With most 2020 events cancelling, postponing or going virtual due to COVID-19, we're all eager to experience live interaction again. With slow progress being made in some regions, we can cautiously begin to consider live events for some areas. Within the new procedures and renewed emphasis on safety precautions that must be considered, one viable option is hosting an Event Series. In this article, BCD M&E Event Manager, Kimberly Kean, further explains the Event Series Model.
What is an Event Series?
An event series model consists of replicating the same single event for smaller audiences across a longer span of time. For example, our US team recently managed a 4-week long in-person training for a total of 90 attendees where each week between 18-30 attendees were trained. One master event is created as the blueprint model, with all of the content required to deliver the messaging. This is suitable for those events where your messaging and content is repeatable. Here, the importance of having a global agency partner can’t be understated, as it will make it so much easier to ensure consistency in messaging and delivery.
To further understand the Event Series Model as a viable option for live events during this unique time, we turned to one of our US event experts for a quick Q&A.
Event Series Q&A with:
Kimberly Kean, Event Manager
"People want to connect. They want to meet face-to-face, but how do we break from the norms that we're all now so used to, and keep people safe? That includes us in the service industry."
What are some of the benefits of an event series model, especially during this unique time?This model allows for that irreplaceable connection when meeting in-person. While the virtual meeting space has allowed for its own unique benefits, an event series model brings the opportunity for a lot more personal and enriching conversations. For instance, in a small-group training or orientation the attendee is able to receive more attention than they would receive in a large setting and we’ve seen a great increase in participation.
What precautions can be taken to ensure attendee safety?
Attendee safety is the main priority. We implement many precautions on-site to ensure the safest experience. It's important to execute best practices such as daily temperature checks, ample access to hand sanitizer, promoting social distancing and wearing face masks. We can also configure meeting spaces so that there's six feet between each attendee and each attendee is at their own table.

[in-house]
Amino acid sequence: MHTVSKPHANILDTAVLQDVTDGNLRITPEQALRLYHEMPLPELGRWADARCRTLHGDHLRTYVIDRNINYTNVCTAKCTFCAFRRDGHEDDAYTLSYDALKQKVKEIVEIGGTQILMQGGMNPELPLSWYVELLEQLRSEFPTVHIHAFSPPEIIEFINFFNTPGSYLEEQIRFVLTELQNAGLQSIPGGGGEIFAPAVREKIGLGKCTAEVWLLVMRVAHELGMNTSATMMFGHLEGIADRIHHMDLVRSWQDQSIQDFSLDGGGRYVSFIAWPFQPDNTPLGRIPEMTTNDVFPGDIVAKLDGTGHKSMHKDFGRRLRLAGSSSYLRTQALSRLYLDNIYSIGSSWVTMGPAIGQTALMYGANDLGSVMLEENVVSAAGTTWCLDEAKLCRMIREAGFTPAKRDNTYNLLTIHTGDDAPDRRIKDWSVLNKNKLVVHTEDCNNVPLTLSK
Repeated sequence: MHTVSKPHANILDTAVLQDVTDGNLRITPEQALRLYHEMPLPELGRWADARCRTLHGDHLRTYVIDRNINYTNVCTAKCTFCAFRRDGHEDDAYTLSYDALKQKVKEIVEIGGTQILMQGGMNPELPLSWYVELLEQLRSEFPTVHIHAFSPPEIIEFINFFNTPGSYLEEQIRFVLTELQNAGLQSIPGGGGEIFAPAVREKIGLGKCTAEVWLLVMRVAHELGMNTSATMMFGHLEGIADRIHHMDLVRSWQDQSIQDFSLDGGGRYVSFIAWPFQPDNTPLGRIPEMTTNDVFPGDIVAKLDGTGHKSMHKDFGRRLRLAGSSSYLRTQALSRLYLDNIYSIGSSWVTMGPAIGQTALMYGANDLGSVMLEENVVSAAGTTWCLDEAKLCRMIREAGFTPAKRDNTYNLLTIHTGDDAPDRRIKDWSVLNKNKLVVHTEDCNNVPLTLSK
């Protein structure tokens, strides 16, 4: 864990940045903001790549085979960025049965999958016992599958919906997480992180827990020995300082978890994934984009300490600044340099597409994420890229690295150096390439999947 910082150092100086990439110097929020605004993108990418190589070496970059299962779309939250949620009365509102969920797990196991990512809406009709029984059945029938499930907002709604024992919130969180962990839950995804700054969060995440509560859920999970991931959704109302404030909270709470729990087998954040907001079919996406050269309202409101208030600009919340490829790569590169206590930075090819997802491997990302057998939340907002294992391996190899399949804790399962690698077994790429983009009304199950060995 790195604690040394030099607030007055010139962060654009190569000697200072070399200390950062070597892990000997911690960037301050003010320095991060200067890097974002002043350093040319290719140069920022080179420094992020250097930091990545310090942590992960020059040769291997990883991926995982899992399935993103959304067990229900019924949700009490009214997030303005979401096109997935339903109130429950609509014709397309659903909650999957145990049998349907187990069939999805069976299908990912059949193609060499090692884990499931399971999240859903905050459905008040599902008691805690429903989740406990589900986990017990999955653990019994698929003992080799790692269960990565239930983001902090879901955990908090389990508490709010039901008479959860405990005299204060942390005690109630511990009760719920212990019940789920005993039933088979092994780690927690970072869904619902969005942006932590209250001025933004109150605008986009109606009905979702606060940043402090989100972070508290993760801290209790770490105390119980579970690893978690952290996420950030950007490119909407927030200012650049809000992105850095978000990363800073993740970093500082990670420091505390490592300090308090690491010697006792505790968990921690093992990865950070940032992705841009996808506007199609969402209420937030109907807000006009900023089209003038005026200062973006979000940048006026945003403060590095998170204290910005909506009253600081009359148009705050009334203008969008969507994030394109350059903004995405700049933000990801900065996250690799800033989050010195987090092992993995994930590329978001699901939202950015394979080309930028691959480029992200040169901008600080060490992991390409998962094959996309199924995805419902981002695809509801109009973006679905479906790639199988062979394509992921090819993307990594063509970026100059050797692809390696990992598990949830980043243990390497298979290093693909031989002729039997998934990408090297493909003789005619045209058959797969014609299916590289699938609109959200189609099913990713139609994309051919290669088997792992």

Watch as Kim further explains safety precautions while on-site
What's a challenge for this new way of meeting?
One of the obvious challenges is that you lose the ability to connect and network with colleagues/others outside of the group in your series. Taking the time to really think through, and even a little outside the normal box, who would be in each group/training/meeting is an important conversation now to overcome that challenge. Allowing for that interaction with others the attendees might not have the opportunity to talk to regularly can be a great to achieve those interpersonal conversations while meeting the overall goals of the event.
What opportunities for attendee interaction does this type of model allow?
An event series model allows for the recommended safety measures to be met so the goals of the event can be the main focus. When inviting attendees to an in-person event right now, there must be a level of confidence that their safety will not be compromised and this model allows us to provide that. Keeping each series at or below the recommended number of participants per indoor gathering means we can set the space to allow for that face to face time. Meals and cocktail receptions have always been one of the most organic networking opportunities so being able to offer that again through the series model is invaluable for our clients.
What type of events would this work best for?
Regional meetings, Small-group employee trainings, a Masterclass for a small group of clients and department specific meetings such as a senior leaders think tank or new partner orientation.